When I began my first residency, I knew that I wanted to use vintage imagery from the 50s. I was also aware that those images contained a power to speak in a variety of ways to different people. My biggest challenge in starting a new body of work was to clarify that idea, both with the subject matter and the method of painting. I’ve learned important lessons, and I’m still very much trying to figure things out.
When I began, I had a large pile of reference imagery. I had too many painting ideas, and I had to consider a practical way of working that would allow me to discover new ways of realizing them without taking too much time. I knew at the outset that working exclusively with oil on canvas would be time consuming and keep me from experimenting. I decided to start with smaller study paintings on paper. These were intended to be quick and somewhat spontaneous. I felt confident in my color palette from previous work, so I used the studies mainly as a way to explore composition and shape.
I started each with the random application of acrylic yellow ochre. I worked quick and scraped the surface with a putty knife, leaving subtle streaks. This idea came from analysis of discolored old photos, which often are due to poor film. After sketching the main shapes, I used a dark neutralized violet for areas of darkest contrast. I also used light washes of rusty red to balance the color scheme. From there, I used undiluted oils to fill out the picture. I would consider the result to be quick and sketchy. Usually my work would be much more refined, and these studies helped me to work through compositional challenges.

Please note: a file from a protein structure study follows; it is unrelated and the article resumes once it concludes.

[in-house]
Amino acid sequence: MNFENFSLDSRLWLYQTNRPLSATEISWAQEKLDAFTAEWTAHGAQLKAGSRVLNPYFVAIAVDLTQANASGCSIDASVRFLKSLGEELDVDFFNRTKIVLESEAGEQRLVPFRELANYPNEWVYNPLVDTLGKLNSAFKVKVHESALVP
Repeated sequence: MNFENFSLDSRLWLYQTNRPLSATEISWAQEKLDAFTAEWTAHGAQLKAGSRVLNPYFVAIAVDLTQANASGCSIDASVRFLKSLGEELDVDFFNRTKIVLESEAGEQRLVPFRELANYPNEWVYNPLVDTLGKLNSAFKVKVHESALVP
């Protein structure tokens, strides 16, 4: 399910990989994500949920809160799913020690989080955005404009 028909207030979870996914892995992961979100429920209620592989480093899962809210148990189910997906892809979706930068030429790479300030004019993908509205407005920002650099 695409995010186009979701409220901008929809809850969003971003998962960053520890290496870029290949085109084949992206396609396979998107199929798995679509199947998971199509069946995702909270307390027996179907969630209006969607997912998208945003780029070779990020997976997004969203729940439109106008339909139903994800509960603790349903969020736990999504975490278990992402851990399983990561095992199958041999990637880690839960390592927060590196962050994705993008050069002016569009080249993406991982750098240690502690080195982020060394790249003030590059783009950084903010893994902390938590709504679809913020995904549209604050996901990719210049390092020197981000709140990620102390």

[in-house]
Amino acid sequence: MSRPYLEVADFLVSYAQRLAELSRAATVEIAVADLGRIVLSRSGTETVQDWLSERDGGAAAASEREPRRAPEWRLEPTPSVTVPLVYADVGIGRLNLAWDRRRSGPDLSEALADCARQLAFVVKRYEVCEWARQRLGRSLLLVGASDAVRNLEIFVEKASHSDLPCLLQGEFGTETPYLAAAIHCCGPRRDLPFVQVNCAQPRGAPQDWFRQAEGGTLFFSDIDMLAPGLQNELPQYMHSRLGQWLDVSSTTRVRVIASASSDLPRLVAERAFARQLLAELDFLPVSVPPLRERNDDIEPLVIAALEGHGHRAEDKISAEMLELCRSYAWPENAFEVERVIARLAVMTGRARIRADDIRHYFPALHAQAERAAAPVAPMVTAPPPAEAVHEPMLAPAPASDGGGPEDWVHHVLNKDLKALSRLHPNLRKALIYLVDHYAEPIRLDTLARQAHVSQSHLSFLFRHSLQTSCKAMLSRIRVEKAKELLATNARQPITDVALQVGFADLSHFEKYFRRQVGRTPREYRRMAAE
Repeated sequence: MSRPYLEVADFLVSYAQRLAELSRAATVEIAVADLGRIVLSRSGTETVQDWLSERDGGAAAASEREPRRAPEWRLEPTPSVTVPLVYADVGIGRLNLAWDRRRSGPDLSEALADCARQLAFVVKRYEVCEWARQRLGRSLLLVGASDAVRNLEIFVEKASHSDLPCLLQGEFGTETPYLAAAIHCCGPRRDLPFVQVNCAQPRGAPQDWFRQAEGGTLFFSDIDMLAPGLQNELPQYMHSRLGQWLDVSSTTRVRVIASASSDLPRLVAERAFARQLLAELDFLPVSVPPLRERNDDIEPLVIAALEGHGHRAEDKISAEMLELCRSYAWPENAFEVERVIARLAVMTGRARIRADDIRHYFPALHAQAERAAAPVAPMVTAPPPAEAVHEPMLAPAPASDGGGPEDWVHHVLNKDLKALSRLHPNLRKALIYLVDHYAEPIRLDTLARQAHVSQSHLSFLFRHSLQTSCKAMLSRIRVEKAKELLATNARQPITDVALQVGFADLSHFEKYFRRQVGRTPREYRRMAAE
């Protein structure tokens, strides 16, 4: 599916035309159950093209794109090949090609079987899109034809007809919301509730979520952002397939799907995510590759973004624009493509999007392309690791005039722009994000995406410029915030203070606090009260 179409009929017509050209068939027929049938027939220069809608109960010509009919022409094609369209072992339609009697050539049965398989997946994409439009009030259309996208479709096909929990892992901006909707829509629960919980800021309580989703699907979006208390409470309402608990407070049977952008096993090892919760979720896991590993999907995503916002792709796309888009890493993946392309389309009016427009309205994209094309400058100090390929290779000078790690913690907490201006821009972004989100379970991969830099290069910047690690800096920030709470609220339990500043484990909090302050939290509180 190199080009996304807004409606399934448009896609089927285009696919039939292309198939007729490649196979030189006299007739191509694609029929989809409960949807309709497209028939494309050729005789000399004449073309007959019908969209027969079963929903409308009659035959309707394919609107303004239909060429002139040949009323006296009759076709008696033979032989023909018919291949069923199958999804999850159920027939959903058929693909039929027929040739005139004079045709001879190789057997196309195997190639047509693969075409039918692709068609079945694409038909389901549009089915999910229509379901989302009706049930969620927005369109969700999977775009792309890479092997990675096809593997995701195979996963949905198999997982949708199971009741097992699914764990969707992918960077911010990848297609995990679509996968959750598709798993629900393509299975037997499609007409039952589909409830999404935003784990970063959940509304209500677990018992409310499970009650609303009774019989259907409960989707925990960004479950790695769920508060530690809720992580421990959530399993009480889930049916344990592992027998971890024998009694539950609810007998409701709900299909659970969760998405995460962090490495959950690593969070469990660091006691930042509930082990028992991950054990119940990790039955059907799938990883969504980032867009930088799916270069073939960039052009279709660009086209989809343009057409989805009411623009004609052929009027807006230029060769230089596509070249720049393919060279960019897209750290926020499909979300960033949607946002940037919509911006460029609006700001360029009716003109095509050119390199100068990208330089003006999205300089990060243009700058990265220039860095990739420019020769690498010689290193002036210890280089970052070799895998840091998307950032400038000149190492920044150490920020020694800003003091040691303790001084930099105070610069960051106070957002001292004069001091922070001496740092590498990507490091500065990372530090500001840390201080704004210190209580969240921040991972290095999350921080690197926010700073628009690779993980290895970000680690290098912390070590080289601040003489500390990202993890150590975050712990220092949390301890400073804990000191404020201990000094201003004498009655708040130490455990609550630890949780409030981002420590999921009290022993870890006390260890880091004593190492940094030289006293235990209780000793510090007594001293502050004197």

In April I began a series of 24” x 20” oil paintings. About the time I started working on canvas, my mentor suggested I try my hand with a wet on wet technique. I tried it and it was a real disaster. It proved to be very frustrating and a total failure. However, failing at wet on wet led me to experiment with more viscosity to my paint. In the past, I worked primarily with thick undiluted paint, which meant smaller brushstrokes and a greater attention to minute detail. Adding more oil to loosen the paint has allowed me to work quick and with bigger brushes while concentrating on shape and composition. I’ve been very deliberate in treating the negative shapes around figures with ochre and tan.
A common suggestion from the first residency concerned the infusion of greater meaning into the paintings. I received a lot of feedback about using allegory to tell more of a story or make a statement through the work. I’ve long been resistant to this, because I can sense that the work could easily become trite. I enjoy the distance between the viewer and my subject matter, and I like the way vintage images can seem unresolved or vague. However, I have looked for subtle ways to say more, and my painting “the New Pastime” is the farthest I pushed the idea. In the picture, a family sits staring at the television, while above the TV a clichéd painting of a praying man on the wall is all but ignored. The painting, TV and family create a triangle of movement. As a 50’s image, the family has shifted their collective gaze from each other and their faith to unnatural green glow of the TV, which is not so much a statement about TV being evil as it is a statement about family life today. Kids are raised in front of the TV and people plan their lives around their shows. It’s changed everything. I’m pleased with the way the image turned out and am anxious to see if people can pick up on the meaning at the residency. I would be thrilled if people don’t notice it.